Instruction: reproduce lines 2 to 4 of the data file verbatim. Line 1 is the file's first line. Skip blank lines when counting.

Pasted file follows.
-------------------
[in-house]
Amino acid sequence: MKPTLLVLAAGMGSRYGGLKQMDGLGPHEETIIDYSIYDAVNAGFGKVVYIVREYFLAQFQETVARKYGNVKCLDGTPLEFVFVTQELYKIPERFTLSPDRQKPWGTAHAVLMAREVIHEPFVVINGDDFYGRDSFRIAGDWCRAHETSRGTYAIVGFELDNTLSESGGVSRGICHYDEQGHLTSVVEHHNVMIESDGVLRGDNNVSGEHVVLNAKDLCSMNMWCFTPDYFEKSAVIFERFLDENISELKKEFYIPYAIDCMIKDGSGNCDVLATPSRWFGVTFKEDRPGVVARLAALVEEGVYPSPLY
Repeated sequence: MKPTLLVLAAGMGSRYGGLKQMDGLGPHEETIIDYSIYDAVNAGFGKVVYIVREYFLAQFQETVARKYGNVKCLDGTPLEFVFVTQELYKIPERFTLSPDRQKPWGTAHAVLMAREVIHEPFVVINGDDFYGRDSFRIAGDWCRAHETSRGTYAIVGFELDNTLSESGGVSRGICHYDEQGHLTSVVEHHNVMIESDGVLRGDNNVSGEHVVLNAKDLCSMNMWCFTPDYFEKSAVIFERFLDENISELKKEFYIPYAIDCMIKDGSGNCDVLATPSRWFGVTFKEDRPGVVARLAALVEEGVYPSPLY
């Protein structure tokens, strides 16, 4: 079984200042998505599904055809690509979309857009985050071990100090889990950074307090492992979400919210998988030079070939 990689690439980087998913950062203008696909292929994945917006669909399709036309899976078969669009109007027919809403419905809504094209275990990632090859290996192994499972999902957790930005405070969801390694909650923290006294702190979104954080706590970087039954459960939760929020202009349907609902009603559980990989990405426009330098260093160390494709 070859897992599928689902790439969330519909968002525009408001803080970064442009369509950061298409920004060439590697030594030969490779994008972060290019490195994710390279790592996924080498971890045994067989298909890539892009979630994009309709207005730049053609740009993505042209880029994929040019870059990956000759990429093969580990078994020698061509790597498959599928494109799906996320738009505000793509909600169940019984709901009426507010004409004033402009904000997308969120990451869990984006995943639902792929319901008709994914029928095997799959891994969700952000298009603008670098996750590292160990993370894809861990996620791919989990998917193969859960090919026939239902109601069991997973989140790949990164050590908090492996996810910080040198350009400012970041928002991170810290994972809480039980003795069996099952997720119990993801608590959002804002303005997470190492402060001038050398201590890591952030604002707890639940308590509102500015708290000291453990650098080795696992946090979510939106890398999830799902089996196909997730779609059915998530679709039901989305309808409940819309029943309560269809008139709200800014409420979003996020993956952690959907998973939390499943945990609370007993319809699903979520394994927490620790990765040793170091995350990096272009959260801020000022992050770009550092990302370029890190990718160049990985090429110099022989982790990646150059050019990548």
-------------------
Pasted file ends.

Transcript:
Amino acid sequence: MKPTLLVLAAGMGSRYGGLKQMDGLGPHEETIIDYSIYDAVNAGFGKVVYIVREYFLAQFQETVARKYGNVKCLDGTPLEFVFVTQELYKIPERFTLSPDRQKPWGTAHAVLMAREVIHEPFVVINGDDFYGRDSFRIAGDWCRAHETSRGTYAIVGFELDNTLSESGGVSRGICHYDEQGHLTSVVEHHNVMIESDGVLRGDNNVSGEHVVLNAKDLCSMNMWCFTPDYFEKSAVIFERFLDENISELKKEFYIPYAIDCMIKDGSGNCDVLATPSRWFGVTFKEDRPGVVARLAALVEEGVYPSPLY
Repeated sequence: MKPTLLVLAAGMGSRYGGLKQMDGLGPHEETIIDYSIYDAVNAGFGKVVYIVREYFLAQFQETVARKYGNVKCLDGTPLEFVFVTQELYKIPERFTLSPDRQKPWGTAHAVLMAREVIHEPFVVINGDDFYGRDSFRIAGDWCRAHETSRGTYAIVGFELDNTLSESGGVSRGICHYDEQGHLTSVVEHHNVMIESDGVLRGDNNVSGEHVVLNAKDLCSMNMWCFTPDYFEKSAVIFERFLDENISELKKEFYIPYAIDCMIKDGSGNCDVLATPSRWFGVTFKEDRPGVVARLAALVEEGVYPSPLY
């Protein structure tokens, strides 16, 4: 079984200042998505599904055809690509979309857009985050071990100090889990950074307090492992979400919210998988030079070939 990689690439980087998913950062203008696909292929994945917006669909399709036309899976078969669009109007027919809403419905809504094209275990990632090859290996192994499972999902957790930005405070969801390694909650923290006294702190979104954080706590970087039954459960939760929020202009349907609902009603559980990989990405426009330098260093160390494709 070859897992599928689902790439969330519909968002525009408001803080970064442009369509950061298409920004060439590697030594030969490779994008972060290019490195994710390279790592996924080498971890045994067989298909890539892009979630994009309709207005730049053609740009993505042209880029994929040019870059990956000759990429093969580990078994020698061509790597498959599928494109799906996320738009505000793509909600169940019984709901009426507010004409004033402009904000997308969120990451869990984006995943639902792929319901008709994914029928095997799959891994969700952000298009603008670098996750590292160990993370894809861990996620791919989990998917193969859960090919026939239902109601069991997973989140790949990164050590908090492996996810910080040198350009400012970041928002991170810290994972809480039980003795069996099952997720119990993801608590959002804002303005997470190492402060001038050398201590890591952030604002707890639940308590509102500015708290000291453990650098080795696992946090979510939106890398999830799902089996196909997730779609059915998530679709039901989305309808409940819309029943309560269809008139709200800014409420979003996020993956952690959907998973939390499943945990609370007993319809699903979520394994927490620790990765040793170091995350990096272009959260801020000022992050770009550092990302370029890190990718160049990985090429110099022989982790990646150059050019990548």